Estimating Ocean Wind Wave Spectra by Means of Underwater Sound
NAVAL UNDERWATER SYSTEMS CENTER NEWPORT RI
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Measurements of the spectrum of ocean surface reradiated acoustic signals generated by an omnidirectional, sinusoidal source are used to estimate the ocean surface wave-height spectrum. Plane-wave physical optics theory is applied to a long-crested sea surface model to verify Marshs hypothesis that, for low sea states, the spectrum of acoustic waves reradiated by the rough moving sea surface consists of a specular component at the transmitted frequency and a scattered component which is the weighted surface wave-height spectrum. The approach employs theories by Parkins, Clay and Medwin, and Pierson. The weighting function applied to the surface spectrum depends on signal frequency, experimental geometry, and mean-square wave height. CW signals at 127 Hz and 1702 Hz were transmitted from fixed, omnidirectional sources to receivers 4.5 km and 41 km downrange. Additionally, wave height was monitored continuously by resistance wave staff. The time series records of sound pressure level and ocean wave height were analyzed for spectral content. Agreement between theory and experiment is good when the acoustic sideband levels are not more than 25 DB below the peak level of the specular component.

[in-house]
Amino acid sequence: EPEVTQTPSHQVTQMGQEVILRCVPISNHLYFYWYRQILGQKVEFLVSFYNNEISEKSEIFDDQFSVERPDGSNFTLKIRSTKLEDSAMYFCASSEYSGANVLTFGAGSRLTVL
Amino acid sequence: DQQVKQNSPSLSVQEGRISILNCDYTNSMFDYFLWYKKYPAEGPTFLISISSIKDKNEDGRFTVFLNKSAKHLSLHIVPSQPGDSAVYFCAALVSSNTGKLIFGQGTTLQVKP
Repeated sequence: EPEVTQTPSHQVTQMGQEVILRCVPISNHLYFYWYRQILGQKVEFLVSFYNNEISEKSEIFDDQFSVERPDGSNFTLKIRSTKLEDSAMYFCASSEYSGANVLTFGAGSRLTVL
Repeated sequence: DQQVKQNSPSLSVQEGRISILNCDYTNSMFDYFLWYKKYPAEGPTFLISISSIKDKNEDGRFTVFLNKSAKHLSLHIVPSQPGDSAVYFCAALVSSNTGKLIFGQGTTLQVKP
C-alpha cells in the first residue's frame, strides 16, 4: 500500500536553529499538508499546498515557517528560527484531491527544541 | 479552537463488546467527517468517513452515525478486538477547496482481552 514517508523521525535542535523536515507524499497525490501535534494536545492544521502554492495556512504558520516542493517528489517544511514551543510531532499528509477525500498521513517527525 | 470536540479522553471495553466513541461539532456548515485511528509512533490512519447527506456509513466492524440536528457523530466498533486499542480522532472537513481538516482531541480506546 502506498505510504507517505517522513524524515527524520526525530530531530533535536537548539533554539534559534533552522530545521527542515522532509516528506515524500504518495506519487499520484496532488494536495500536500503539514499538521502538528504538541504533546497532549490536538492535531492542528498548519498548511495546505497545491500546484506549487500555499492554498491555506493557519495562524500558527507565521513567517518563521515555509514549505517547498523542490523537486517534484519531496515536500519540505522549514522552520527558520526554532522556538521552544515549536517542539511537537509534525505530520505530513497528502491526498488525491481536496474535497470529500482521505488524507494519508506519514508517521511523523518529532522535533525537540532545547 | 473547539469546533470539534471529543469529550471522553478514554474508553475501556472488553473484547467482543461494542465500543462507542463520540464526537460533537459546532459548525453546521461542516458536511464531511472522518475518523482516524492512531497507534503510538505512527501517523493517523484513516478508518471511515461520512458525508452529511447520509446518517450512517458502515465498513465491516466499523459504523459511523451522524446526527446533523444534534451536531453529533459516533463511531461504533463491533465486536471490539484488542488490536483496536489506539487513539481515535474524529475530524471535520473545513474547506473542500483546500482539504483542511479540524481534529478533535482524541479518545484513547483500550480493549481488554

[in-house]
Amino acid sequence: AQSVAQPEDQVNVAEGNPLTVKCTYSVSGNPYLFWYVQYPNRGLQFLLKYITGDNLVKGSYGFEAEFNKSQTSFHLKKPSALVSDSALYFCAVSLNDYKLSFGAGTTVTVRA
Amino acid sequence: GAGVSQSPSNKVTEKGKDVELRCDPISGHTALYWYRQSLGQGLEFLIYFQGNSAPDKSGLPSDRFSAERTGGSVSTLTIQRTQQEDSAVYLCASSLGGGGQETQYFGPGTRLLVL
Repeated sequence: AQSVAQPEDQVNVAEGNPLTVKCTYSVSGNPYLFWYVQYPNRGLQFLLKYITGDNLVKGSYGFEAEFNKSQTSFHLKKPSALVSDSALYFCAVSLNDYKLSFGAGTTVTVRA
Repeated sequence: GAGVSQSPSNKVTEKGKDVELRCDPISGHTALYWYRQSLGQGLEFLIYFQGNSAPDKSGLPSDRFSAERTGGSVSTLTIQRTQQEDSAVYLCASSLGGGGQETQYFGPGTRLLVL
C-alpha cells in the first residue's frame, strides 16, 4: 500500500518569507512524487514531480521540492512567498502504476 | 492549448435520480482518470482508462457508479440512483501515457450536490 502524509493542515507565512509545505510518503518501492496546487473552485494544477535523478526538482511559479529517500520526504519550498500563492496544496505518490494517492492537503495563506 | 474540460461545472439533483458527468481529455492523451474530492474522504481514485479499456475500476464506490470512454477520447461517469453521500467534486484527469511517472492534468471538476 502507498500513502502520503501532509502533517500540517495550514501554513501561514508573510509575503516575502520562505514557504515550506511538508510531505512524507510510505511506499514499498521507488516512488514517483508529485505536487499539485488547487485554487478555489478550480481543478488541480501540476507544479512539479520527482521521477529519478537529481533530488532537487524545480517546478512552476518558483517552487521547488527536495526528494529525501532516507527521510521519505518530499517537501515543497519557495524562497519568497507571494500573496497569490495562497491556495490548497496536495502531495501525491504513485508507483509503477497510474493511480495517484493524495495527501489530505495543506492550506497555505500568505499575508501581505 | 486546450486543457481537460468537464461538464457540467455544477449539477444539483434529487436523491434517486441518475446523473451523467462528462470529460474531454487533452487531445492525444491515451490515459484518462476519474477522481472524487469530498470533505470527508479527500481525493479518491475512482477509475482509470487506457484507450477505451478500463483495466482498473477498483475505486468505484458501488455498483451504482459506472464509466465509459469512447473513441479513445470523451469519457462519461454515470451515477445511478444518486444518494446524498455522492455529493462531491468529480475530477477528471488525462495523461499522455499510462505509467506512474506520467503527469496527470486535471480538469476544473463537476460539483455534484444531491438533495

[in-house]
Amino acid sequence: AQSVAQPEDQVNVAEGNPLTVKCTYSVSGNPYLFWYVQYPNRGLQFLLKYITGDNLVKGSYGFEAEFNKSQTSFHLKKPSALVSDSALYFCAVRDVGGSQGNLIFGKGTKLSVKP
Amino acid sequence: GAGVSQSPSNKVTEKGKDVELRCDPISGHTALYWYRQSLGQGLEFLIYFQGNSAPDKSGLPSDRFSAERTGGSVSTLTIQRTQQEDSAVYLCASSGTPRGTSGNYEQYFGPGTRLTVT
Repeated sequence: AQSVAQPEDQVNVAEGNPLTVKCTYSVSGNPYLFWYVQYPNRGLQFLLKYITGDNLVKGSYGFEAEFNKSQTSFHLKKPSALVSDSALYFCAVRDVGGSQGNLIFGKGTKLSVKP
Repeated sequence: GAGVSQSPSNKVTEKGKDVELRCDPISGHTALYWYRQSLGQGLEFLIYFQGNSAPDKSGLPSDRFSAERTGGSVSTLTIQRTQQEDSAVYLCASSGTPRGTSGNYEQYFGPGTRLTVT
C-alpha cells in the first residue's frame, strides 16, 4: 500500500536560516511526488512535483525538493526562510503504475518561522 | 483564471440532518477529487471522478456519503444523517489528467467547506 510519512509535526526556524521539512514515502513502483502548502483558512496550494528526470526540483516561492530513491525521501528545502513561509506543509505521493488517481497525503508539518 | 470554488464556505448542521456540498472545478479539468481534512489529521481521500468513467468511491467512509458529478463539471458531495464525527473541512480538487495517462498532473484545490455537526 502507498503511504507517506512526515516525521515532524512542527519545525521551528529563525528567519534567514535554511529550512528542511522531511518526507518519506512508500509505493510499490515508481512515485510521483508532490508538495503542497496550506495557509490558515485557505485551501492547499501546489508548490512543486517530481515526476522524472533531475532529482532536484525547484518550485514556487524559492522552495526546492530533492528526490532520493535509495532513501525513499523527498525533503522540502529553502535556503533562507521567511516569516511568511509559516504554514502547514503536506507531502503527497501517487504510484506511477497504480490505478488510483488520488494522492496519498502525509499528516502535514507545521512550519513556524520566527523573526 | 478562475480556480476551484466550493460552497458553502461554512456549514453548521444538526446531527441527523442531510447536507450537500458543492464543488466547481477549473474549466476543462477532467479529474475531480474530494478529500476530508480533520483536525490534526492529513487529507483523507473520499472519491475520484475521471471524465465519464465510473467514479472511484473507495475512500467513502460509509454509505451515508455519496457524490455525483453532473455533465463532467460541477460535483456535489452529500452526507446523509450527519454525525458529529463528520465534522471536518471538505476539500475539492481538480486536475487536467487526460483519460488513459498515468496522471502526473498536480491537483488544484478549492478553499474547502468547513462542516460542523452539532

- Physical and Dynamic Oceanography